Paul Pinnock left Psion, the once famous British company who pioneered the mobile computer space, in 1995 to start POS Limited. His new company offered service and support to Psion owners, a group of people whose dedication to their machines is equal to that of Apple fanbois from the 80s and 90s. One of these Psion owners recently asked Paul if he could replace the modem in their Psion 5mx, and that’s when he realized he needed to make something from scratch that can better operate in today’s world.
Enter the PsiXpda, a 174 mm x 84 mm x 25 mm device weighing 430 grams running Windows XP on top of a 1.1 GHz Intel Atom processor with 1 GB of RAM, 16 GB solid state disk drive, with WiFi, Bluetooth and built in 3G. It has 1 full size USB port, 1 mini USB port, microSD card slot, a 5 inch 800 x 480 pixel resolution display, 2.5 mm headphone jack and a 1850 mAh removable battery. It will run for 2 hours if you connect it to the internet, 4 hours if you turn connectivity off. It will cost you 500 British Pounds when it begins later this month.
It’s supposed to be the Psion 5mx of the new century, hell it even looks like one, but what really made the Psion 5mx, the software, has been lost in translation. Granted, the Psion applications that once rocked a decade ago look dated now, and have since been replaced by internet equivalents that can be accessed across a wide range of hardware, but don’t forget that the Psion ran on 2 AA batteries for more 15 hours. It may not seem fair to compare 10 year old hardware to the PsiXpda, but when that brick of yore has been so unashamedly used for inspiration, a comparison simply has to be done.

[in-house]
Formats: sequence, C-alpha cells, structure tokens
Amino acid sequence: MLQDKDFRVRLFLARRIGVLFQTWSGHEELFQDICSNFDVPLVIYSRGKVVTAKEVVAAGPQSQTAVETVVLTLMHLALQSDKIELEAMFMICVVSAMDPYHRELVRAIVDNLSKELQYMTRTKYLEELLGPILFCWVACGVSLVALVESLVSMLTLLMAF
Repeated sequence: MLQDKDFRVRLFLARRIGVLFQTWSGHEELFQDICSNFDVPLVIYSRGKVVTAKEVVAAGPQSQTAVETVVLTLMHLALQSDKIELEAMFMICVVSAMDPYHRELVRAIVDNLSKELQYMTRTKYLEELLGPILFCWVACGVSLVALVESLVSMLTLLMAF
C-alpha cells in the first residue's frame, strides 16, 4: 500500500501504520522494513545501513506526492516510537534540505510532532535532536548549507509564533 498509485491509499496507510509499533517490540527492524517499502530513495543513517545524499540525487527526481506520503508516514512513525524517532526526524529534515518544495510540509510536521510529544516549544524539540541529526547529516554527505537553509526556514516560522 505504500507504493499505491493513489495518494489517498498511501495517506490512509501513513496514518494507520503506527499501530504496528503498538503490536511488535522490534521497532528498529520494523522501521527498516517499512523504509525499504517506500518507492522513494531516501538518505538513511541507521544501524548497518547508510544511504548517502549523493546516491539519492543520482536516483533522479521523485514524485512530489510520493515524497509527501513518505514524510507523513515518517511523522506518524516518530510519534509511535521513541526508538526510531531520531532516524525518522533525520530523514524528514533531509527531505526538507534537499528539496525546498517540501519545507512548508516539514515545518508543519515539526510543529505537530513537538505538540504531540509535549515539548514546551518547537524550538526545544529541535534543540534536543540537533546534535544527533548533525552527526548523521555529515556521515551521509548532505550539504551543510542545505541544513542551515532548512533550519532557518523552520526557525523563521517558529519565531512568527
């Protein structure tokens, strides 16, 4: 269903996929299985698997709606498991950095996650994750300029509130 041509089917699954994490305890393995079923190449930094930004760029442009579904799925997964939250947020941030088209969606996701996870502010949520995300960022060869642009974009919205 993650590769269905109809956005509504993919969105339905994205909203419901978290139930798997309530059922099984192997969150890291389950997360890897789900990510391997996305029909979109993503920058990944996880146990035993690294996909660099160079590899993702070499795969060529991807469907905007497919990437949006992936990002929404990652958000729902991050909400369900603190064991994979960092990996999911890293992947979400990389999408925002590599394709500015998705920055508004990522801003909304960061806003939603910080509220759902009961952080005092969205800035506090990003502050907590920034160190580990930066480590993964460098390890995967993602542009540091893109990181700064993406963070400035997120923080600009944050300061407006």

Ewan Spence, one of the Editors at All About Symbian and a regular member of their weekly podcasts, joined PsiXpda about a year ago to help get the product off the ground. I point this out because he isn’t as well known as Michael Arrington from TechCrunch, yet his attempt at getting a hardware project off the ground has resulted in success, while Michael’s has crashed and burned. Ewan admitted that the PsiXpda project isn’t going to sell millions of units, nor hundreds of thousands, but if they can ships a few tens of thousands then they’ll be happy.
As a fellow Editor myself, I know how easy it can be to tear a product a new asshole. After all a company like Nokia, Apple, Google or RIM has thousands of employees, each with a wide range of talents. The team making the PsiXpda is small, as in barely double digits, and they have to do everything, from the design, to the marketing, to the logistical nightmare of sourcing and distribution. The PsiXpda may not be for me, I prefer a larger screen and keyboard, but for the people who are interested in such a device then you have my full recommendation that Ewan will stand behind his product and give you the attention you deserve if the situation ever arises where you need support.
For more information on the PsiXpda check out their homepage.